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dataentry {utils}

Spreadsheet Interface for Entering Data
Package: 
utils
Version: 
R 3.0.2

Description

A spreadsheet-like editor for entering or editing data.

Usage

data.entry(..., Modes = NULL, Names = NULL)
dataentry(data, modes)
de(..., Modes = list(), Names = NULL)

Arguments

...
A list of variables: currently these should be numeric or character vectors or list containing such vectors.
Modes
The modes to be used for the variables.
Names
The names to be used for the variables.
data
A list of numeric and/or character vectors.
modes
A list of length up to that of data giving the modes of (some of) the variables. list() is allowed.

Details

The data entry editor is only available on some platforms and GUIs. Where available it provides a means to visually edit a matrix or a collection of variables (including a data frame) as described in the Notes section.

data.entry has side effects, any changes made in the spreadsheet are reflected in the variables. The functions de, de.ncols, de.setup and de.restore are designed to help achieve these side effects. If the user passes in a matrix, X say, then the matrix is broken into columns before dataentry is called. Then on return the columns are collected and glued back together and the result assigned to the variable X. If you don't want this behaviour use dataentry directly.

The primitive function is dataentry. It takes a list of vectors of possibly different lengths and modes (the second argument) and opens a spreadsheet with these variables being the columns. The columns of the dataentry window are returned as vectors in a list when the spreadsheet is closed.

de.ncols counts the number of columns which are supplied as arguments to data.entry. It attempts to count columns in lists, matrices and vectors. de.setup sets things up so that on return the columns can be regrouped and reassigned to the correct name. This is handled by de.restore.

Values

de and dataentry return the edited value of their arguments. data.entry invisibly returns a vector of variable names but its main value is its side effect of assigning new version of those variables in the user's workspace.

Note

The details of interface to the data grid may differ by platform and GUI. The following description applies to the X11-based implementation under Unix. the GraphApp-based implementation under Windows.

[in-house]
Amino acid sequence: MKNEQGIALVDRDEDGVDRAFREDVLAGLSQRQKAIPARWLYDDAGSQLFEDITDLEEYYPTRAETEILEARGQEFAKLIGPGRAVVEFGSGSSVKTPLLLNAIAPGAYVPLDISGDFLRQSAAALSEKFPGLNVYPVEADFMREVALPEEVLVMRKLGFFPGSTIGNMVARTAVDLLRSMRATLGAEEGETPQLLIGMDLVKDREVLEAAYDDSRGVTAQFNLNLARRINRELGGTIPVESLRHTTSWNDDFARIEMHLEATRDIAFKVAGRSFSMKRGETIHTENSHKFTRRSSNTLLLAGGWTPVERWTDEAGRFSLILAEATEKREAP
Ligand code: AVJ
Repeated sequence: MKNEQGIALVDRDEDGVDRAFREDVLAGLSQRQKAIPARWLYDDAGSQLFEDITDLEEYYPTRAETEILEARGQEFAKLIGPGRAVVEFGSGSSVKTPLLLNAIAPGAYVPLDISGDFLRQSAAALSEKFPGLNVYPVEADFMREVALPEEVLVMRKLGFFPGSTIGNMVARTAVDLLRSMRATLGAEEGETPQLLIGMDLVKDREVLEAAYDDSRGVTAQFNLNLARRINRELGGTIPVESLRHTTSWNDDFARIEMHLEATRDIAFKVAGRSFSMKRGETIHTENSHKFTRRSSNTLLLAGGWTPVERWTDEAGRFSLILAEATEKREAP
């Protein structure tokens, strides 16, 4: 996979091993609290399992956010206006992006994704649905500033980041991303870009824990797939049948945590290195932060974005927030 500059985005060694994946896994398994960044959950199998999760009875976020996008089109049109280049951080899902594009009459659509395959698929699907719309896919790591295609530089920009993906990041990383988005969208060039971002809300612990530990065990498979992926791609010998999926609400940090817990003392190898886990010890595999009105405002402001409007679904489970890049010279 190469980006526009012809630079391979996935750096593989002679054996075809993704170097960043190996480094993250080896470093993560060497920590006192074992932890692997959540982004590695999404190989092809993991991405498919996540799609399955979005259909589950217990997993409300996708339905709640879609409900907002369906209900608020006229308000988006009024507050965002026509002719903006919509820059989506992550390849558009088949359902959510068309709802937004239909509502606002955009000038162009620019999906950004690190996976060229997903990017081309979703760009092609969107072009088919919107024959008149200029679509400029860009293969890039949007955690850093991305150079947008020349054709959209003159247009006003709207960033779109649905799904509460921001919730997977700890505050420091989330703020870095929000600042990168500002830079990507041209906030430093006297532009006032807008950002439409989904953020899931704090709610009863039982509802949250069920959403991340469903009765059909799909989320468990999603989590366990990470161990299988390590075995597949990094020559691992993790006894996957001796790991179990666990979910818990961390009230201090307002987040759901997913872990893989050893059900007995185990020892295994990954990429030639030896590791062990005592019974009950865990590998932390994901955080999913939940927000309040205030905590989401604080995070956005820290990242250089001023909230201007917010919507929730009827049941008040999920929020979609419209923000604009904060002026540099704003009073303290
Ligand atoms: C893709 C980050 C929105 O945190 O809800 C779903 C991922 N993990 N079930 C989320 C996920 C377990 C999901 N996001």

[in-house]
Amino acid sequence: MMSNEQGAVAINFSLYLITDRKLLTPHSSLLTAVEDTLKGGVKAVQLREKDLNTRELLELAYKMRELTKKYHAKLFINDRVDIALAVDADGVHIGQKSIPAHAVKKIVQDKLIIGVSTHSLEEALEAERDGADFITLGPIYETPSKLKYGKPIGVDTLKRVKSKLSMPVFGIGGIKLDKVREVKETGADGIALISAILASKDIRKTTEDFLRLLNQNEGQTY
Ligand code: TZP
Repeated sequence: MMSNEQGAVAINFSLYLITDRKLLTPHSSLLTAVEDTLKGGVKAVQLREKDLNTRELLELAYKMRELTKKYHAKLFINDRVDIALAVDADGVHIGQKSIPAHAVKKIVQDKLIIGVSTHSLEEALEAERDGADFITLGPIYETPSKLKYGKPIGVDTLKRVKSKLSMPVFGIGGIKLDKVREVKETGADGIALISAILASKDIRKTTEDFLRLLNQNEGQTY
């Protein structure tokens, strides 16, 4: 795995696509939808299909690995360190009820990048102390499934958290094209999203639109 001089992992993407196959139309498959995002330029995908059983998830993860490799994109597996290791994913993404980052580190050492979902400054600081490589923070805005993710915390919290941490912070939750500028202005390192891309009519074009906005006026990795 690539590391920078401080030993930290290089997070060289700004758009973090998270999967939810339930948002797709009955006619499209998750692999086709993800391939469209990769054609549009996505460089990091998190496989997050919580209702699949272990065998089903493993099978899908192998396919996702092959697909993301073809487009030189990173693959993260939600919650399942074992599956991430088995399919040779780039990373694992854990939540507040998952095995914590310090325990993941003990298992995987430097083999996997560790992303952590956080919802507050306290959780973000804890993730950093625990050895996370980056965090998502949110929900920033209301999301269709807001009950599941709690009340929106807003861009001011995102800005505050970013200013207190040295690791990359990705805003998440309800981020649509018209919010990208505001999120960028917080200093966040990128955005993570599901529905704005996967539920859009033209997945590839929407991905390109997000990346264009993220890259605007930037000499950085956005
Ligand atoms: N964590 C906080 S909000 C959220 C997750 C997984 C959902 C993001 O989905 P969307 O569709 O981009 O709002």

You can navigate around the grid using the cursor keys or by clicking with the (left) mouse button on any cell. The active cell is highlighted by thickening the surrounding rectangle. Moving to the right or down will scroll the grid as needed: there is no constraint to the rows or columns currently in use.

There are alternative ways to navigate using the keys. Return and (keypad) Enter and LineFeed all move down. Tab moves right and Shift-Tab move left. Home moves to the top left.

PageDown or Control-F moves down a page, and PageUp or Control-B up by a page. End will show the last used column and the last few rows used (in any column).

Using any other key starts an editing process on the currently selected cell: moving away from that cell enters the edited value whereas Esc cancels the edit and restores the previous value. When the editing process starts the cell is cleared. The cursor changes to an I-beam to indicate that the cell is in enter mode. In numerical columns (the default) only letters making up a valid number (including -.eE) are accepted, and entering an invalid edited value (such as blank) enters NA in that cell. The last entered value can be deleted using the BackSpace or Del(ete) key. Only a limited number of characters (currently 29) can be entered in a cell, and if necessary only the start or end of the string will be displayed, with the omissions indicated by > or <. (The start is shown except when editing.)

Entering a value in a cell further down a column than the last used cell extends the variable and fills the gap (if any) by NAs (not shown on screen).

The column names can only be selected by clicking in them. This gives a popup menu to select the column type (currently Real (numeric) or Character) or to change the name. Changing the type converts the current contents of the column (and converting from Character to Real may generate NAs.) Enter the changes made in the popup window by clicking on its close box.

New columns are created by entering values in them (and not by just assigning a new name). The mode of the column is auto-detected from the first value entered: if this is a valid number it gives a numeric column. Unused columns are ignored, so adding data in var5 to a three-column grid adds one extra variable, not two.

Control-L will refresh the display, recalculating field widths to fit the current entries.

In the default mode the column widths are chosen to fit the contents of each column, with a default of 10 characters for empty columns. you can specify fixed column widths by setting option de.cellwidth to the required fixed width (in characters). (set it to zero to return to variable widths). The displayed width of any field is limited to 600 pixels (and by the window width).

See Also

vi, edit: edit uses dataentry to edit data frames.

Examples

# call data entry with variables x and y
 
## Not run:data.entry(x, y)## End(Not run)

Documentation reproduced from R 3.0.2. License: GPL-2.